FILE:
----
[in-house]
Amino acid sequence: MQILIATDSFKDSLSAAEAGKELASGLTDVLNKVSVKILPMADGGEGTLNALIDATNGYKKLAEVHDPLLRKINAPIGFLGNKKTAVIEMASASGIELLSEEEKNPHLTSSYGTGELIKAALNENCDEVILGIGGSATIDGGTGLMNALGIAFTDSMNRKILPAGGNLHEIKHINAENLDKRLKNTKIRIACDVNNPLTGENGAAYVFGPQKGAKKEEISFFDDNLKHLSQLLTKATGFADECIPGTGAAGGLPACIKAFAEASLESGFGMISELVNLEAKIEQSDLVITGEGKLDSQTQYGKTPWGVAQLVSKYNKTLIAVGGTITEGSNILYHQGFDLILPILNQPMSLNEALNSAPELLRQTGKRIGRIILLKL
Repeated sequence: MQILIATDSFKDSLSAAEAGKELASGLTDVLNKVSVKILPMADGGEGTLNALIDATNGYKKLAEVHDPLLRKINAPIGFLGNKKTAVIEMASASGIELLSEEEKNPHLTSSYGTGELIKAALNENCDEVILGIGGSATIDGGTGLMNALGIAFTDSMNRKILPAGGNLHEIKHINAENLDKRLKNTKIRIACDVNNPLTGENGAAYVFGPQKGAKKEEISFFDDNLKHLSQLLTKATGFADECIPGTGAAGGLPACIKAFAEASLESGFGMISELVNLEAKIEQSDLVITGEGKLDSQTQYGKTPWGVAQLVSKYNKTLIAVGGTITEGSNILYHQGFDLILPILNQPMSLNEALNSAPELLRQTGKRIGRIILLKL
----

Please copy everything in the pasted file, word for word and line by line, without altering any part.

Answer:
[in-house]
Amino acid sequence: MQILIATDSFKDSLSAAEAGKELASGLTDVLNKVSVKILPMADGGEGTLNALIDATNGYKKLAEVHDPLLRKINAPIGFLGNKKTAVIEMASASGIELLSEEEKNPHLTSSYGTGELIKAALNENCDEVILGIGGSATIDGGTGLMNALGIAFTDSMNRKILPAGGNLHEIKHINAENLDKRLKNTKIRIACDVNNPLTGENGAAYVFGPQKGAKKEEISFFDDNLKHLSQLLTKATGFADECIPGTGAAGGLPACIKAFAEASLESGFGMISELVNLEAKIEQSDLVITGEGKLDSQTQYGKTPWGVAQLVSKYNKTLIAVGGTITEGSNILYHQGFDLILPILNQPMSLNEALNSAPELLRQTGKRIGRIILLKL
Repeated sequence: MQILIATDSFKDSLSAAEAGKELASGLTDVLNKVSVKILPMADGGEGTLNALIDATNGYKKLAEVHDPLLRKINAPIGFLGNKKTAVIEMASASGIELLSEEEKNPHLTSSYGTGELIKAALNENCDEVILGIGGSATIDGGTGLMNALGIAFTDSMNRKILPAGGNLHEIKHINAENLDKRLKNTKIRIACDVNNPLTGENGAAYVFGPQKGAKKEEISFFDDNLKHLSQLLTKATGFADECIPGTGAAGGLPACIKAFAEASLESGFGMISELVNLEAKIEQSDLVITGEGKLDSQTQYGKTPWGVAQLVSKYNKTLIAVGGTITEGSNILYHQGFDLILPILNQPMSLNEALNSAPELLRQTGKRIGRIILLKL